10 Mar Some Make Sense, but Many Prison Rules Seem Ridiculous. Why?
When most people think of prison, they probably picture muscled individuals in the prison yard or trying to hide shanks during shakedowns. Television shows have groomed the average American to think of prison as a place where everyone is in constant danger and prisoners break rules to get their next fix or settle grudges. The reality is that many prison rules don’t seem to make a lot of sense. Prisons are not supposed to be comfortable, but imposing ridiculous rules only makes prisoners more hostile and sets them up for infractions, not life after release.
It’s also hard to track rules from prison to prison, so prisoners have to learn a new set of rules if they get a transfer or return to prison. Having consistent rules that make sense encourages good behavior. With those working hard to earn good time credits, it’s time to rethink some of the rules that could jeopardize those time credits.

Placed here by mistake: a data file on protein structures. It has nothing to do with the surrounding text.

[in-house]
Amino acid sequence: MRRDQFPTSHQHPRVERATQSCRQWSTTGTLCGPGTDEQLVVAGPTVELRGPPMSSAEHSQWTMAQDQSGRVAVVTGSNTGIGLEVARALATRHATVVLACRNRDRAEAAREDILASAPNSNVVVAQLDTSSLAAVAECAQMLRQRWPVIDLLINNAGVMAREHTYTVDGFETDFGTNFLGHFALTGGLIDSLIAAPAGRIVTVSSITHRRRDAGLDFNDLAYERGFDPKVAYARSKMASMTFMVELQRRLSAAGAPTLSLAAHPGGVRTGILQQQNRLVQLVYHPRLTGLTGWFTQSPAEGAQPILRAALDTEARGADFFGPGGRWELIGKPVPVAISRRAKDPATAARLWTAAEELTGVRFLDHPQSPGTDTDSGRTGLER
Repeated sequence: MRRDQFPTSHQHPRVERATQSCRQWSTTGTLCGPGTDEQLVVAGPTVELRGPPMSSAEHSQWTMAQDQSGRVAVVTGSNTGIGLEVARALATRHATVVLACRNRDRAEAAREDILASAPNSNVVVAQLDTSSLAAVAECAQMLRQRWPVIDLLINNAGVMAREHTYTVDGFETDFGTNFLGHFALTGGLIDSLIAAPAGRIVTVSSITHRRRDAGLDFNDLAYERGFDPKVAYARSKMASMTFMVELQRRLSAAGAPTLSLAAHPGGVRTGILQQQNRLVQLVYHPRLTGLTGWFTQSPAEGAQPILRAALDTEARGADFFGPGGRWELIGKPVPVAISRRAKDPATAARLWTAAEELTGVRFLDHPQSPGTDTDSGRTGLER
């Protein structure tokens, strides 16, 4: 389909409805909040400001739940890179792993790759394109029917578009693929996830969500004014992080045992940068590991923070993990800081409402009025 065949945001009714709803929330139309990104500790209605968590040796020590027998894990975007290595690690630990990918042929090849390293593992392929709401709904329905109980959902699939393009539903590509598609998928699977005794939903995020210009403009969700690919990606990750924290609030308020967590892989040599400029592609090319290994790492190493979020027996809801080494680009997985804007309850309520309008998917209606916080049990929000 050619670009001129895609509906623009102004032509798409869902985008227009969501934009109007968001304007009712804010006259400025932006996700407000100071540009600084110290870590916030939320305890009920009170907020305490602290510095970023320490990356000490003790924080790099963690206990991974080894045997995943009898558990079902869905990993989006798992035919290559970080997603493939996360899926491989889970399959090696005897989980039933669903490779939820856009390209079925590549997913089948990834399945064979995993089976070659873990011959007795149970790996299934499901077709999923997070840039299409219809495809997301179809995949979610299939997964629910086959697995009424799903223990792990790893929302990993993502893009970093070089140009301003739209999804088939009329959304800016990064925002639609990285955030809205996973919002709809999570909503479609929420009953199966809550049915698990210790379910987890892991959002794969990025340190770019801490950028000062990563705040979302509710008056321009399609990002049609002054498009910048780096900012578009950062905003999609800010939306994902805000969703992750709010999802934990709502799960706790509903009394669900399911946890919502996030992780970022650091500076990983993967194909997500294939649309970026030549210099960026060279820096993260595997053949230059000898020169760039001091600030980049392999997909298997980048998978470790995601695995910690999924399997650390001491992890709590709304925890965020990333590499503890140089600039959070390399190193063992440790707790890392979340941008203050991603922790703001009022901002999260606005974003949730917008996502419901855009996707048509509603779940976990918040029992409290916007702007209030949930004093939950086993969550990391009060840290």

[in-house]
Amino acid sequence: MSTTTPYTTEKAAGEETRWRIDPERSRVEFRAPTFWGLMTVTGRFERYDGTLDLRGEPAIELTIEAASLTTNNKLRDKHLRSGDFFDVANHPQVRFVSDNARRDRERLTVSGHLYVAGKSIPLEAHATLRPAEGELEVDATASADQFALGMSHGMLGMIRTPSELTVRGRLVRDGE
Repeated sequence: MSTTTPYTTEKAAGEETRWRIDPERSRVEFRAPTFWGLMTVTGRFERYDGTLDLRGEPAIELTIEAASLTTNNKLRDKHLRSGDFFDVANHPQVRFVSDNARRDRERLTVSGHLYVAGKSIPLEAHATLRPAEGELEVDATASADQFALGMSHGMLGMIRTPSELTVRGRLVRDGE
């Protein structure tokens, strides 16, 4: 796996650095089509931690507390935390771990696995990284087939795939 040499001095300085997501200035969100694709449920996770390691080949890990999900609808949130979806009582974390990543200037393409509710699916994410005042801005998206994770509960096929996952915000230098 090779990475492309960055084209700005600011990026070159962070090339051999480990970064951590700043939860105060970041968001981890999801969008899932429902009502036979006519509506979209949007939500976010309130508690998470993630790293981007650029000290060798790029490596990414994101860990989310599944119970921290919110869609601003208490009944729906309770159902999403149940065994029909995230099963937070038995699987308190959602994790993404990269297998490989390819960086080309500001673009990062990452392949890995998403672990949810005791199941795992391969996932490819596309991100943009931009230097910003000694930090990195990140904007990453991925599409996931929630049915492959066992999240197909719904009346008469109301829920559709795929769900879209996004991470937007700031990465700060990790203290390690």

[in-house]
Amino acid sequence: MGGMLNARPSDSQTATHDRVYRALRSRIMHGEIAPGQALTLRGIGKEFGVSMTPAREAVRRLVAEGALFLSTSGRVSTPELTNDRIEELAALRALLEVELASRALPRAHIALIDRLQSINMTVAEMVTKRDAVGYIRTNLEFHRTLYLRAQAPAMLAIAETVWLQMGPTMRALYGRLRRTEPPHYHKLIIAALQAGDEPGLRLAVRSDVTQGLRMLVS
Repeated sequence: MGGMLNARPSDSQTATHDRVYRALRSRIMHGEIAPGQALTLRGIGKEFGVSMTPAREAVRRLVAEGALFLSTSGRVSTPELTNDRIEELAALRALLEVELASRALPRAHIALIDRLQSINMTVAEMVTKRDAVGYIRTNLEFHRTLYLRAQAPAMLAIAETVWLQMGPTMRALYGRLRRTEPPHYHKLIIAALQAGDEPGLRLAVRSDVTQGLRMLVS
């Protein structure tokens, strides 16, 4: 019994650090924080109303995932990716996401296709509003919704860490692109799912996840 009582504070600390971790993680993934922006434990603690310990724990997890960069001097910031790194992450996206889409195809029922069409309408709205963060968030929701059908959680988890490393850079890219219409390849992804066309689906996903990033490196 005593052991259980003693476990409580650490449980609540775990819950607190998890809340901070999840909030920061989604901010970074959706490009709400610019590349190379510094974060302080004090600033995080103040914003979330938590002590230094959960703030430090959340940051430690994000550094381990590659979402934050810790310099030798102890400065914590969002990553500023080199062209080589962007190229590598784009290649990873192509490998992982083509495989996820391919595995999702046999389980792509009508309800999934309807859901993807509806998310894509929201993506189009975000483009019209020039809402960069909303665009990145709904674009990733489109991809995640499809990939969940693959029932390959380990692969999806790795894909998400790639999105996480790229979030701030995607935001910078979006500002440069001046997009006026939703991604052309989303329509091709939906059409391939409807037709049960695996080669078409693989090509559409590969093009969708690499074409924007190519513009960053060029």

Ridiculous Prison Rules Limit Photographs and Other Mail to Prisoners
Every prison has specific rules for how many photographs there can be in cells. The limit varies quite a bit, and loved ones can have a hard time tracking down the specifics for the prison where a family member stays. In some Arkansas prisons, prisoners can only have five photographs at any given time. Prisoners in Ohio can have as many as one hundred. And to make things worse, prisons set limits on how many photographs you can send in a letter. That limit is also specific to each facility. Send too many, and staff may confiscate the letter or choose which photos to deliver.